Cold Weather Camping is awesome. Overheating on hikes and the glaring sun is replaced with colorful leaves in the fall and breathtaking sunsets in the winter. BUT, Cold Camping comes with some responsibility - you need to know how to do it right. One bad night's sleep can leave you tired and achey for the rest of your trip, and a bad day can leave you worse or even put you in danger.
Dan and Ashley's Warm Meal at Grand Teton National Park
With that in mind, here are a few tips from the BioLite Team on how to stay warm and keep your energy up during the fall:
- Bring a sleeping pad (or maybe two). The extra layer(s) between you and the ground will serve as insulation to keep your body warm.
- Double check the temperature rating for your sleeping bag to be sure it can handle the lowest temperature you expect to encounter on your trip.
- Before you zip yourself in for the night, do a little physical activity to warm the body thus warming your sleeping bag.
- Make yourself a warm meal! If you want to keep it simple, pack some dehydrated meals and reheat with boiled water.
- Gather some extra kindling during daylight hours; cooking times tend to take longer in colder temperatures and searching for kindling in the cold dark is no fun.
- For good measure, toss in a couple hand and foot warmers. Keeping your fingers nimble is important when you're doing things like tying knots.
- While you're warming up your body from the DO section, don’t work out hard enough to perspire. You don’t want moisture to collect in your sleeping bag cooling off your body as your temperature drops.
- Resist the urge to drink an alcoholic nightcap before heading to your tent. Alcohol dilates the blood vessels bringing warm blood to the surface of the skin causing a warm fuzzy feeling. In reality, this blood flow to the skin is causing you to lose heat faster and reducing your body temperature.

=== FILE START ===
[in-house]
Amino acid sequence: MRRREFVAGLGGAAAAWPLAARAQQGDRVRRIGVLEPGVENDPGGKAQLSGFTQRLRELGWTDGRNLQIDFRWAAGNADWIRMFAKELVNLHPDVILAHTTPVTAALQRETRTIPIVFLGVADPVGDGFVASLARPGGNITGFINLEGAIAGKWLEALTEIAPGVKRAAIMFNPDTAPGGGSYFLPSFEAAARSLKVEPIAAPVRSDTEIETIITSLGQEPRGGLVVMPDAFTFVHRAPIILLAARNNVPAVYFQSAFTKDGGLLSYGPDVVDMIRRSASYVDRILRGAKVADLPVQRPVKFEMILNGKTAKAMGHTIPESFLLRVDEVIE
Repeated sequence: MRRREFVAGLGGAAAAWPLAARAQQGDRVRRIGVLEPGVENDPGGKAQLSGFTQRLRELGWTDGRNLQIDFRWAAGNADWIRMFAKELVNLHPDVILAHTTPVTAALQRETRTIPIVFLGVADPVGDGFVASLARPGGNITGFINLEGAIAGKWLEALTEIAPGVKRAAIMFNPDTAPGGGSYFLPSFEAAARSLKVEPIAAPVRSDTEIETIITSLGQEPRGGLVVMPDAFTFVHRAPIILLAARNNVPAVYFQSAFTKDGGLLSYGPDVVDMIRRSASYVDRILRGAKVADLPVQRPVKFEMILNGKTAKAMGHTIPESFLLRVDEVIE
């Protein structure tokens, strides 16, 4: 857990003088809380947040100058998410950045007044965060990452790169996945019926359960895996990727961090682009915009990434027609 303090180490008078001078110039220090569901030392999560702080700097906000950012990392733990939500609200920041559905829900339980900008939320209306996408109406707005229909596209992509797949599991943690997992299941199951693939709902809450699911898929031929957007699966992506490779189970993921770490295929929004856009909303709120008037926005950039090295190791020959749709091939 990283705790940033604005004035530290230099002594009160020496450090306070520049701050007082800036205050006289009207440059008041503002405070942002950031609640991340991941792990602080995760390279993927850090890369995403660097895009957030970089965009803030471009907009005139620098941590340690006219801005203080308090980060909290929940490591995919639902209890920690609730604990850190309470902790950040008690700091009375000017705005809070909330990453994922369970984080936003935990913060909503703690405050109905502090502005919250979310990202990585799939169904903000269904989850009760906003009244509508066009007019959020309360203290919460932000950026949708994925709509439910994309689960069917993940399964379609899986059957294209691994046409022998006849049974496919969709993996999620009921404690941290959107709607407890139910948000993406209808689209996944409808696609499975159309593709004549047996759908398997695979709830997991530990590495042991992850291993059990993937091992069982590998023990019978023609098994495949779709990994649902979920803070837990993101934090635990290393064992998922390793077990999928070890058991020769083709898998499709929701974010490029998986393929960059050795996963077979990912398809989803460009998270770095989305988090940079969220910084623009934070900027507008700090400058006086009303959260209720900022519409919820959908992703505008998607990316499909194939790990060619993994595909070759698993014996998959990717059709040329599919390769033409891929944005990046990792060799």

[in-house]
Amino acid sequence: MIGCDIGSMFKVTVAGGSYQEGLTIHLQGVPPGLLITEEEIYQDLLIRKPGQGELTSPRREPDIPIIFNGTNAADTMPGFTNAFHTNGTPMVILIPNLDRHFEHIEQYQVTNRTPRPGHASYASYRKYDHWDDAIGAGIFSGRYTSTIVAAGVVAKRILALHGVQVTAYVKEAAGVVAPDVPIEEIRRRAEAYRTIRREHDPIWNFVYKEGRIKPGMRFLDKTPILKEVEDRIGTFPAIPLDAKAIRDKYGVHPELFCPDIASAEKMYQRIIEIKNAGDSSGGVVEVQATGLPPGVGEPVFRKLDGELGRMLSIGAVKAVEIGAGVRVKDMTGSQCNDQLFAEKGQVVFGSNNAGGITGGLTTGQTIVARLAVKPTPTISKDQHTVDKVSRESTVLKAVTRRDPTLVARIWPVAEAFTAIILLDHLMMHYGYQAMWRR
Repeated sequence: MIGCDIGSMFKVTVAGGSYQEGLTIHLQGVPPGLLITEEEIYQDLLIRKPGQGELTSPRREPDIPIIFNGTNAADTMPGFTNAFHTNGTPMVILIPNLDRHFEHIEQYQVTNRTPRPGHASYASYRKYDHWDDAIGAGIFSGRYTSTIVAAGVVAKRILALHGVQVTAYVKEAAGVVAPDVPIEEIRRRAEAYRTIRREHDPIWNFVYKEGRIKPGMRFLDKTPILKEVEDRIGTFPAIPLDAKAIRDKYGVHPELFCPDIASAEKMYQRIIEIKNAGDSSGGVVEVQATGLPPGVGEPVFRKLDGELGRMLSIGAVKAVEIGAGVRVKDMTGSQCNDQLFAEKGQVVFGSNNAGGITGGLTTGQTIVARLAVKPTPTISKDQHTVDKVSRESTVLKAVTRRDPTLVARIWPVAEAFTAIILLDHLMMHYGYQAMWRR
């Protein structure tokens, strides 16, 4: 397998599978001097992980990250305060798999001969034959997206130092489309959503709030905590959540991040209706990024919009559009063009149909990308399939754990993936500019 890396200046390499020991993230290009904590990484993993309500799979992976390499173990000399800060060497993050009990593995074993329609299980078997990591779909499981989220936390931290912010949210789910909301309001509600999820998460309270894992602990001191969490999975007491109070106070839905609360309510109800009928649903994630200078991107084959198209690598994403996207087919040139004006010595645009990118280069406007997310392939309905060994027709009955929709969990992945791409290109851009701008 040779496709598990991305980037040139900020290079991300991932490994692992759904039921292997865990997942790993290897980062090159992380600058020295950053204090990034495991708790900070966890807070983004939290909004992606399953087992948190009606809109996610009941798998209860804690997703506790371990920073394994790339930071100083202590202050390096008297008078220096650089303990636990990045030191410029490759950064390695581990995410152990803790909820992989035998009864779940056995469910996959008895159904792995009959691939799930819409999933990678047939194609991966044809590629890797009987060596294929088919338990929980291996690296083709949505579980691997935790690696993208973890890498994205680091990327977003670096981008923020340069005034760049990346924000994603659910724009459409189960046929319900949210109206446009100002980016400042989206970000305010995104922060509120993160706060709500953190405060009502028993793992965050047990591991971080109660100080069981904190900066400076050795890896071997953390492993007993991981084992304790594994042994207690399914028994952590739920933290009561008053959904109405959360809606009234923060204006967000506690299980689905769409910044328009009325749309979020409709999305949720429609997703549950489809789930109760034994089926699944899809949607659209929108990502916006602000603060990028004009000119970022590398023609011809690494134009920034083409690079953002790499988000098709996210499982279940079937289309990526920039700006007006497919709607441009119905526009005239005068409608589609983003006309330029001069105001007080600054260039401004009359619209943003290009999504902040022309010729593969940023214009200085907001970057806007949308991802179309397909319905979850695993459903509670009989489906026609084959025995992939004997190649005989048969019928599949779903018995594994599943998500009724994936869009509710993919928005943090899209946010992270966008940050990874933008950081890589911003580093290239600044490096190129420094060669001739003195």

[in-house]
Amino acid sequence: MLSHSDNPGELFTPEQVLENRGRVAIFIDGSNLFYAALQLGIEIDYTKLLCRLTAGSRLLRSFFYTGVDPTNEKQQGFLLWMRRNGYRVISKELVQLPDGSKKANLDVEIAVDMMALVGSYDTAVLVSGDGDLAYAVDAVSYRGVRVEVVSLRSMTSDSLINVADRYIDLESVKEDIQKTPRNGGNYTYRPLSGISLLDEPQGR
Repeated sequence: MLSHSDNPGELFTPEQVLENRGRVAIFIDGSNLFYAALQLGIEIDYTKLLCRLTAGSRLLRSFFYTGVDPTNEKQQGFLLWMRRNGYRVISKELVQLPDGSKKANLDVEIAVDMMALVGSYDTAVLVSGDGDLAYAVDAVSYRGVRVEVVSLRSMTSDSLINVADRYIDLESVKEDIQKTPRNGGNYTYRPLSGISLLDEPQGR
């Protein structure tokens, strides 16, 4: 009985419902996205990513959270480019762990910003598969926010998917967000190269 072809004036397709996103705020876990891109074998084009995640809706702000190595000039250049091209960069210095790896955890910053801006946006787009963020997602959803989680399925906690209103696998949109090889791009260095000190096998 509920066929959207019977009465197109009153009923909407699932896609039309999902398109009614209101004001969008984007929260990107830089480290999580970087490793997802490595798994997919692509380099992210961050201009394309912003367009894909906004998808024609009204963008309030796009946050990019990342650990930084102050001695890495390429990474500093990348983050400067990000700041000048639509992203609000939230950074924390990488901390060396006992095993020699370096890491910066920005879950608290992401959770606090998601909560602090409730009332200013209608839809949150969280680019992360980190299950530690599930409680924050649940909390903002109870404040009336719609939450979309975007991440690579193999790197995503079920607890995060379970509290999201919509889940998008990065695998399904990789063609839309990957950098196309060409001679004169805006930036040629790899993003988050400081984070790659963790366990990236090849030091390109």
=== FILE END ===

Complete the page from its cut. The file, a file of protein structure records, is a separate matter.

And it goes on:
- Don’t hide your head and face into your sleeping bag to benefit from the warmth of your breath. It will cause moisture to collect which we have already covered is a major no-no.
- Don't try to "rough it out;" if your body is cold, it's trying to tell you something. Be prepared for temps to drop when the sun goes down and make sure you've got some extra layers handy.
- Don't light a campfire just because you're cold - do your research and find out if fires are permitted at your campsite. Even if you're in a non-burn ban area, strict Leave No Trace policies still apply for many parks and grounds.
Scout Leader Peter keep hands warm and sprits high on a cool October night
And in case you didn't see it, check out our latest Pinterest board for a checklist of the often-forgotten stuff for fall camping.
Got any tips of your own? Tell us about them on twitter: @biolitestove #FallCamping